I received a digital copy of this book through NetGalley in exchange for an honest review
I’m always a fan of reading graphic novels, especially ones that have a deeply personal storyline that explore profound themes such as grief, loss, and coming of age. In Brenna Thummler’s middle-grade graphic novel Sheets, she explores some of these same themes in such a beautiful and poignant way that I really enjoyed…
Marjorie Glatt feels like a ghost. A practical thirteen year old in charge of the family laundry business, her daily routine features unforgiving customers, unbearable P.E. classes, and the fastidious Mr. Saubertuck who is committed to destroying everything she’s worked for.
Wendell is a ghost. A boy who lost his life much too young, his daily routine features ineffective death therapy, a sheet-dependent identity, and a dangerous need to seek purpose in the forbidden human world.
When their worlds collide, Marjorie is confronted by unexplainable disasters as Wendell transforms Glatt’s Laundry into his midnight playground, appearing as a mere sheet during the day. While Wendell attempts to create a new afterlife for himself, he unknowingly sabotages the life that Marjorie is struggling to maintain.
Sheets illustrates the determination of a young girl to fight, even when all parts of her world seem to be conspiring against her. It proves that second chances are possible whether life feels over or life is over. But above all, it is a story of the forgiveness and unlikely friendship that can only transpire inside a haunted laundromat.
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What immediately strikes me about this graphic novel are the two perspectives that make up this story—Marjorie and Wendell. Both come from two completely different words, both carrying their own burdens and marked by the tragedies from their past, which ultimately brings them together. I really liked how their stories very much complemented each other and it’s also an interesting juxtaposition: Marjorie is living with the ghost of her mother and her passing in a metaphorical way, whereas Wendell is quite literally an actual ghost who feels he doesn’t fit in with other ghosts in the afterlife and instead wants to explore the living world. By the end, it’s very clear that both characters need each other, and it’s really sweet how this pans out over the course of the story.
I especially gravitated toward Marjorie’s story in this novel. Her days are spent busy handling the family laundromat, a place her mother had put her heart and soul into before her passing, and the absence of her mother is absolutely palpable. Along with juggling the laundromat and its array of disgruntled customers, Marjorie is also dealing with a depressed father, having to put on a brave face for her younger brother, and feeling isolated at school. You can feel everything that Marjorie is struggling with as she tries to keep her life from crumbling. It’s so visceral throughout the story, especially in the moments when her mind flashes back to certain memories of her mother before she quickly has to bring herself back to reality. Your heart aches as you hope that everything turns out for Marjorie, and I think this story handled grief and loss in such an honest, compelling way.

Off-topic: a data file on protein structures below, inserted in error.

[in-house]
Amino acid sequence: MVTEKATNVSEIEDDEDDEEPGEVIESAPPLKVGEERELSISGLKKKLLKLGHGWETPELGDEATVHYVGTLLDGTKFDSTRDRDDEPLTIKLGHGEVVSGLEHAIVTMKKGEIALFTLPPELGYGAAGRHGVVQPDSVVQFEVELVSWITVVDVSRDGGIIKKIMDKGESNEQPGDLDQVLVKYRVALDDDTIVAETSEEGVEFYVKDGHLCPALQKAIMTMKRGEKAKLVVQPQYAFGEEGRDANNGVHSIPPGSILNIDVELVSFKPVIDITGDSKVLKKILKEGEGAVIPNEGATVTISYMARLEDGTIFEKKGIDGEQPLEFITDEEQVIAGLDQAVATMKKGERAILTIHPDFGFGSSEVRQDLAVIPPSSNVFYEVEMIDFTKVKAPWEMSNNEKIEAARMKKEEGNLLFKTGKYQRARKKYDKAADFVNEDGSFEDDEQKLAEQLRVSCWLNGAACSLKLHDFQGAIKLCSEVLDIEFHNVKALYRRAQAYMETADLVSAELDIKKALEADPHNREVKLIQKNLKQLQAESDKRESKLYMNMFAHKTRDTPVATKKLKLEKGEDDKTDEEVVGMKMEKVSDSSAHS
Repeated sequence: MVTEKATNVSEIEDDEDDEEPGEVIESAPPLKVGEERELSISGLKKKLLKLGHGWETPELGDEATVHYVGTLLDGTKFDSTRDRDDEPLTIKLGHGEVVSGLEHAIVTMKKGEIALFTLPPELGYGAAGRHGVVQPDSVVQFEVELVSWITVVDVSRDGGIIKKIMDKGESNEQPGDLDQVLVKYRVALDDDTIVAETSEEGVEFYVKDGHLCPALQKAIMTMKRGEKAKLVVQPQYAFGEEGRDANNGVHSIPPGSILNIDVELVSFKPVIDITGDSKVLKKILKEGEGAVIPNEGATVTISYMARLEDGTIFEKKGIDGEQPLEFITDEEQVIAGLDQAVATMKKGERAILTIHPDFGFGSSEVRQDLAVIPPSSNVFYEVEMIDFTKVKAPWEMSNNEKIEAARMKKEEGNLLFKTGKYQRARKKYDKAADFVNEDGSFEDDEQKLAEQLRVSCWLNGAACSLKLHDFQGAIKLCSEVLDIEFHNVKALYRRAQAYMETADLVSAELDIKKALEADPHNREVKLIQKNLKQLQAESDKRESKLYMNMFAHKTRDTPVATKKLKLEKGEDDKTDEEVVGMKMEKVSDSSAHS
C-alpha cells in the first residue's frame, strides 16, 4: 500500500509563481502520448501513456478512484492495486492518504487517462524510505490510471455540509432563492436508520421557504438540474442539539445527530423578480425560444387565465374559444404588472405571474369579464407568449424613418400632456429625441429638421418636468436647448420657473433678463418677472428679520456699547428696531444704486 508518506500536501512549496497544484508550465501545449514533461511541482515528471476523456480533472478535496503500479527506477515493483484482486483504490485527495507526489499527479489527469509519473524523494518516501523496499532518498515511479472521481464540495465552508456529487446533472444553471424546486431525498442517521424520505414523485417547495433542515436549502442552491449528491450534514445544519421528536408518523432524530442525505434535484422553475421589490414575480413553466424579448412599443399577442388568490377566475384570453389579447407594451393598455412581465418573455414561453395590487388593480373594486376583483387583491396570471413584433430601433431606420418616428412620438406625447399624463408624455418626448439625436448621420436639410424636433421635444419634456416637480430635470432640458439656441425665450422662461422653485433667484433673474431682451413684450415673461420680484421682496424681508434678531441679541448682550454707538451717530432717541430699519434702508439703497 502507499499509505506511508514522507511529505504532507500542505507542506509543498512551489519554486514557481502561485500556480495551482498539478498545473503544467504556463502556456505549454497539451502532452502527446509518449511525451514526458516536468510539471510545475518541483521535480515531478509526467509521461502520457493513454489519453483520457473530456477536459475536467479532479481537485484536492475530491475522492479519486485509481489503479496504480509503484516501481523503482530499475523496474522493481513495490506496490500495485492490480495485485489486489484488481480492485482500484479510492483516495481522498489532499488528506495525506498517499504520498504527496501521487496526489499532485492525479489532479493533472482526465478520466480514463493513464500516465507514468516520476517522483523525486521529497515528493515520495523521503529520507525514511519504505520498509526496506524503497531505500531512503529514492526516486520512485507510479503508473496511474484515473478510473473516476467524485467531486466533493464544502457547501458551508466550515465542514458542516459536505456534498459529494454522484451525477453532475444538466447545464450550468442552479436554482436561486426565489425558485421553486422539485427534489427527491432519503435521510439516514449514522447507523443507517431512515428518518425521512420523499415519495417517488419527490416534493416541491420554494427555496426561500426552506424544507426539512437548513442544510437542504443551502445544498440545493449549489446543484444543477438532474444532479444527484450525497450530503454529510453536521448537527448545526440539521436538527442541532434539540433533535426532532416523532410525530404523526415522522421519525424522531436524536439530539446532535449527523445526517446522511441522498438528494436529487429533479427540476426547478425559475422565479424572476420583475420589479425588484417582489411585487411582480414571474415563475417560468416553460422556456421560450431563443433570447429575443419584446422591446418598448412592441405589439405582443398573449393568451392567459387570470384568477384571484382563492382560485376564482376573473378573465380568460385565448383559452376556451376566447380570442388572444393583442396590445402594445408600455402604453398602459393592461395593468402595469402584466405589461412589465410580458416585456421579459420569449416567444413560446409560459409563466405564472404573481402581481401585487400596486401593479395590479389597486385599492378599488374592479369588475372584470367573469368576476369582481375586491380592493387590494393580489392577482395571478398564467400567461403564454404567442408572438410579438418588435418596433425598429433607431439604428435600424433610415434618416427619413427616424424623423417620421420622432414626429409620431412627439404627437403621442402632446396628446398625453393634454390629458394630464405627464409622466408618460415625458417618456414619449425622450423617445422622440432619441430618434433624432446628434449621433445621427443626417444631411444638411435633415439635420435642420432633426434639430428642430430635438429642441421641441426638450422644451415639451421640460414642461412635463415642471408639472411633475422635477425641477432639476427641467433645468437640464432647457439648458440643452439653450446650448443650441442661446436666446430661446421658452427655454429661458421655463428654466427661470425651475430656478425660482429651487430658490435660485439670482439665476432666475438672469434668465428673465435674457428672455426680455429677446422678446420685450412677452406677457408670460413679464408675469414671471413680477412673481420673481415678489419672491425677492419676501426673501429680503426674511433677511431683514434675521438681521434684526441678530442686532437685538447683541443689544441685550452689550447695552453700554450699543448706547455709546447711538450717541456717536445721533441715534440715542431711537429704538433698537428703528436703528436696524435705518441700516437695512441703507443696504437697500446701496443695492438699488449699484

The other detail that sets this graphic novel apart is the art style, which is absolutely breathtaking and almost dreamlike, filled with vivid hues of blues, greens, and pinks. These were often my favorite pages, as I would just sit there and marvel over the detail of these illustrations.
What I Didn’t Like As Much…
The main detail in this novel that I wasn’t as big a fan of was Mr. Saubertuck. His character overall just seemed a little too outlandish and cartoonish, so much so that he didn’t seem as real against Marjorie’s true-to-life struggles. He just came across as a ridiculous caricature who popped in every now and then, and to me that only weakened the plot.
This next criticism wasn’t a major drawback for me, but merely something that I noticed: Wendell was clearly the little boy in Marjorie’s flashback who had come to her side when she once got lost in a corn maze… yet this isn’t ever confronted in the story? There’s never any moment of recognition between Marjorie and Wendell, or even a feeling of being reunited. I get that Wendell might not remember because a ghost’s memories often fade after they’ve died, but even Marjorie doesn’t try to help him remember nor does she even seem to acknowledge that she once knew this little boy who is now Wendell’s ghost. It’s just a detail that ends up getting glossed over and never properly confronted.
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All in all, Sheets by Brenna Thummler is a poignant and emotionally affecting middle-grade graphic novel that perfectly illustrates themes of family troubles, grief, loss, isolation, and learning how to move forward. The stunning artwork combined with the dual narratives from our two protagonists help to illuminate these themes and to carry the story forward. It balances both lighthearted and heavy subject matter, making it a very approachable book for young readers, and I ultimately considered it an enjoyable read.
I hope you enjoyed this review! If you’ve read this book too, let me know your thoughts down below!
Until next time!